It has always been a contentious issue whether a purchaser of shares can claim a deduction of the interest that it incurs pursuant to monies borrowed by the purchaser in order to fund the acquisition of shares. The argument has traditionally been that the purchaser will only receive dividends in respect of the shares and these dividends are not taxable. Given the fact that the interest therefore does not generate income, the interest was traditionally disallowed as a deduction. A number of years ago the legislature intervened by allowing the deduction of interest in respect of a debt that is used to fund the acquisition of shares in certain circumstances in terms of s24O of the IT Act. However, it is a requirement that the target company:
Personal income tax rates Many predicted that, given the already small tax base in South Africa, the already high personal income tax rates, the significant increases in tax rates over recent years and the current state of the economy, there would be very few changes to personal income tax rates in the Budget Speech. In recent years, South Africans faced an increase in personal income tax rates (refer for example to the 45% tax bracket introduced for individuals earning R1,5 million and above), the value-added tax rate, dividend withholding tax rate and the capital gains tax inclusion rates.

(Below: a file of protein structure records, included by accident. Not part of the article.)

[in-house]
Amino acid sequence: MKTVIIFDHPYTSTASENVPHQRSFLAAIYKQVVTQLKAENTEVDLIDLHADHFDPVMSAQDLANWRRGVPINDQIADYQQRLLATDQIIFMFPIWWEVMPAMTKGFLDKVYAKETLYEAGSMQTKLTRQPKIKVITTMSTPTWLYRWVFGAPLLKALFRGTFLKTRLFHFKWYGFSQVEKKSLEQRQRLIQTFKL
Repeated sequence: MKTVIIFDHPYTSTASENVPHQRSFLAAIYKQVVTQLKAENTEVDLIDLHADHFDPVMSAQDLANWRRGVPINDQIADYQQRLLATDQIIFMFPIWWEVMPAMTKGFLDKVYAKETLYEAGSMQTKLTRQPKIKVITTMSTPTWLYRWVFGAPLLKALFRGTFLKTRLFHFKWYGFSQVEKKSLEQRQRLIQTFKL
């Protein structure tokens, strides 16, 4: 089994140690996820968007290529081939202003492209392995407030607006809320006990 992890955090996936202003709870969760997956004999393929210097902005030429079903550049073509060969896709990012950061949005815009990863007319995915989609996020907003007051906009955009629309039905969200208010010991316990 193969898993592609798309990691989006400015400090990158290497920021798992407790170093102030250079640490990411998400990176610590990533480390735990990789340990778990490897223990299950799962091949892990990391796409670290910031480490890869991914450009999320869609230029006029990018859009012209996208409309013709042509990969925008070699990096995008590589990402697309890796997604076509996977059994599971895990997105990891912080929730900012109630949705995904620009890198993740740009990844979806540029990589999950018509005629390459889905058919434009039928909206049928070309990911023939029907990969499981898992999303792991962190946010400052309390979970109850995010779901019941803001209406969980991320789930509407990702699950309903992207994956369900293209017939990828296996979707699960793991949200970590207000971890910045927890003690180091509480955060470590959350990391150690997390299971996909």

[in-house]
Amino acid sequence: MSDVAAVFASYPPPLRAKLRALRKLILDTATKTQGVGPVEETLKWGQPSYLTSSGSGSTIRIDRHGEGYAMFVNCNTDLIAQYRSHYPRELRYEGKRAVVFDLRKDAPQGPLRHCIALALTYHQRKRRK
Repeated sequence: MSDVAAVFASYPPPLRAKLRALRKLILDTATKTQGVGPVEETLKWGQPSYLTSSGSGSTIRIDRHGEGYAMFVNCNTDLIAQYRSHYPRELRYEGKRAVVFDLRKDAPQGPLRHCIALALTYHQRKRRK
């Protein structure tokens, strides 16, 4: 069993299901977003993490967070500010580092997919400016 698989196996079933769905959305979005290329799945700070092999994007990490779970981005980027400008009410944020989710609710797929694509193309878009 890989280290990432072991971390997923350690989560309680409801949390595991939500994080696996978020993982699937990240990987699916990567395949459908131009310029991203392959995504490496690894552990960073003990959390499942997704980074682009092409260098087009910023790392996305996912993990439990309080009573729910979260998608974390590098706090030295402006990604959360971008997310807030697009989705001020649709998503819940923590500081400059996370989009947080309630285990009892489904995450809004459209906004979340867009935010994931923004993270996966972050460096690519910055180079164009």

In terms of s25BA of the IT Act, distributions of amounts that are not of a capital nature that are made by a CIS to unitholders within 12 months after they accrued to, or in the case of interest was received by a CIS, follow the flow-through principle and are deemed to directly accrue to unitholders on the date of distribution and are subject to tax in the hands of unitholders. The IT Act does not provide a definition of what constitutes an amount of a capital nature and one is required to have regard to the specific facts and circumstances as well as tests handed down by Courts to decide whether an amount is of a capital nature.